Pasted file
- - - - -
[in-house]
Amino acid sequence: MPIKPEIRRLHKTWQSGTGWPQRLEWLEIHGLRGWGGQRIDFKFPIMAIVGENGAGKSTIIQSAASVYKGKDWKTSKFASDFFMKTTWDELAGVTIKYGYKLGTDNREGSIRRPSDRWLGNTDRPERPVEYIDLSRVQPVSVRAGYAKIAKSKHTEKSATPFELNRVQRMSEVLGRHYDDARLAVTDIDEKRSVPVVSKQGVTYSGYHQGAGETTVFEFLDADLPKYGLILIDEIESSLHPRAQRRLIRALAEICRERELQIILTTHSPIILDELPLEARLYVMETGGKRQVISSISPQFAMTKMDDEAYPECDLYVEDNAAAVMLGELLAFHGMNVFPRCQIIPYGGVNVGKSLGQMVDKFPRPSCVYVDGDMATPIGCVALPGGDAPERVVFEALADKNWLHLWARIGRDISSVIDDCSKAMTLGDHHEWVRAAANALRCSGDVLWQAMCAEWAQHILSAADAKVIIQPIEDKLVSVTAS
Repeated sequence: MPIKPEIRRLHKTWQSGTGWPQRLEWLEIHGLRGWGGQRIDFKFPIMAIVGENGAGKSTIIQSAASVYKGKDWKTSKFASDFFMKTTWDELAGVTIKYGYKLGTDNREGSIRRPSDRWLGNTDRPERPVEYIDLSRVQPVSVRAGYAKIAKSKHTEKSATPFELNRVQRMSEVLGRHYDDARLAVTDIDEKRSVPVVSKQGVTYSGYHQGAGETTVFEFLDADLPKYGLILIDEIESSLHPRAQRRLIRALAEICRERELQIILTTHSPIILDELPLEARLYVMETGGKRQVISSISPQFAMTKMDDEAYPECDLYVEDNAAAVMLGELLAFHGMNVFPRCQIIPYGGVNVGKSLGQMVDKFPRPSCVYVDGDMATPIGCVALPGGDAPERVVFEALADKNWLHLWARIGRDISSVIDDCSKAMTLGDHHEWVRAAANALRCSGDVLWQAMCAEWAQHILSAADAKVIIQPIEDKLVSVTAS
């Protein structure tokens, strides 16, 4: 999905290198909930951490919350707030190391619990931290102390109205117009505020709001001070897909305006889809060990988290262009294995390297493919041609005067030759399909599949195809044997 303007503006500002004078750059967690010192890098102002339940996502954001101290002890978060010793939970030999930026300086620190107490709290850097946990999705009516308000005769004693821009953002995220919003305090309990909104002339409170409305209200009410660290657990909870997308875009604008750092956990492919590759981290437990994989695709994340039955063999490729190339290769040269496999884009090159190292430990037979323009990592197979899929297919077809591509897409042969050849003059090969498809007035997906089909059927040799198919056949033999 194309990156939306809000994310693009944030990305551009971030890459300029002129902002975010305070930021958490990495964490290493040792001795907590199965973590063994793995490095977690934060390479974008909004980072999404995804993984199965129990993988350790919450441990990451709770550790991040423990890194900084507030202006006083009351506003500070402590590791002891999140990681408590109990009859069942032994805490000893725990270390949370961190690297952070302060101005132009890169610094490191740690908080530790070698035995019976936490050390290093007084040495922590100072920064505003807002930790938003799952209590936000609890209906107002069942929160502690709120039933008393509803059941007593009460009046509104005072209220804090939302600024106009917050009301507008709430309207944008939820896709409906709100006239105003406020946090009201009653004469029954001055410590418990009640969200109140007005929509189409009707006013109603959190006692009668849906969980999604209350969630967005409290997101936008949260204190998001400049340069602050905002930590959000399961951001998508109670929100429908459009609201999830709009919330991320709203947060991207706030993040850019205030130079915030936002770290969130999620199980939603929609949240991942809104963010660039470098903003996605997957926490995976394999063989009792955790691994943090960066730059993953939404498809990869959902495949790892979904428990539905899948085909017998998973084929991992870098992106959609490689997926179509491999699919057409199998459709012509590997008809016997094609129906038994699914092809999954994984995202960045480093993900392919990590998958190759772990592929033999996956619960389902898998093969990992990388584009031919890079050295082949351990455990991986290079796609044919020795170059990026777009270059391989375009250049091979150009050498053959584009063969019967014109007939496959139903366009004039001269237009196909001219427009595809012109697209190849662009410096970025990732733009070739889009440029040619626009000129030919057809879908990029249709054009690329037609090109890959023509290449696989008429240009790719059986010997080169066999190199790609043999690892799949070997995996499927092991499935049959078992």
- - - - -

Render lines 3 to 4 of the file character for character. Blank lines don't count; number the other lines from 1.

Repeated sequence: MPIKPEIRRLHKTWQSGTGWPQRLEWLEIHGLRGWGGQRIDFKFPIMAIVGENGAGKSTIIQSAASVYKGKDWKTSKFASDFFMKTTWDELAGVTIKYGYKLGTDNREGSIRRPSDRWLGNTDRPERPVEYIDLSRVQPVSVRAGYAKIAKSKHTEKSATPFELNRVQRMSEVLGRHYDDARLAVTDIDEKRSVPVVSKQGVTYSGYHQGAGETTVFEFLDADLPKYGLILIDEIESSLHPRAQRRLIRALAEICRERELQIILTTHSPIILDELPLEARLYVMETGGKRQVISSISPQFAMTKMDDEAYPECDLYVEDNAAAVMLGELLAFHGMNVFPRCQIIPYGGVNVGKSLGQMVDKFPRPSCVYVDGDMATPIGCVALPGGDAPERVVFEALADKNWLHLWARIGRDISSVIDDCSKAMTLGDHHEWVRAAANALRCSGDVLWQAMCAEWAQHILSAADAKVIIQPIEDKLVSVTAS
């Protein structure tokens, strides 16, 4: 999905290198909930951490919350707030190391619990931290102390109205117009505020709001001070897909305006889809060990988290262009294995390297493919041609005067030759399909599949195809044997 303007503006500002004078750059967690010192890098102002339940996502954001101290002890978060010793939970030999930026300086620190107490709290850097946990999705009516308000005769004693821009953002995220919003305090309990909104002339409170409305209200009410660290657990909870997308875009604008750092956990492919590759981290437990994989695709994340039955063999490729190339290769040269496999884009090159190292430990037979323009990592197979899929297919077809591509897409042969050849003059090969498809007035997906089909059927040799198919056949033999 194309990156939306809000994310693009944030990305551009971030890459300029002129902002975010305070930021958490990495964490290493040792001795907590199965973590063994793995490095977690934060390479974008909004980072999404995804993984199965129990993988350790919450441990990451709770550790991040423990890194900084507030202006006083009351506003500070402590590791002891999140990681408590109990009859069942032994805490000893725990270390949370961190690297952070302060101005132009890169610094490191740690908080530790070698035995019976936490050390290093007084040495922590100072920064505003807002930790938003799952209590936000609890209906107002069942929160502690709120039933008393509803059941007593009460009046509104005072209220804090939302600024106009917050009301507008709430309207944008939820896709409906709100006239105003406020946090009201009653004469029954001055410590418990009640969200109140007005929509189409009707006013109603959190006692009668849906969980999604209350969630967005409290997101936008949260204190998001400049340069602050905002930590959000399961951001998508109670929100429908459009609201999830709009919330991320709203947060991207706030993040850019205030130079915030936002770290969130999620199980939603929609949240991942809104963010660039470098903003996605997957926490995976394999063989009792955790691994943090960066730059993953939404498809990869959902495949790892979904428990539905899948085909017998998973084929991992870098992106959609490689997926179509491999699919057409199998459709012509590997008809016997094609129906038994699914092809999954994984995202960045480093993900392919990590998958190759772990592929033999996956619960389902898998093969990992990388584009031919890079050295082949351990455990991986290079796609044919020795170059990026777009270059391989375009250049091979150009050498053959584009063969019967014109007939496959139903366009004039001269237009196909001219427009595809012109697209190849662009410096970025990732733009070739889009440029040619626009000129030919057809879908990029249709054009690329037609090109890959023509290449696989008429240009790719059986010997080169066999190199790609043999690892799949070997995996499927092991499935049959078992």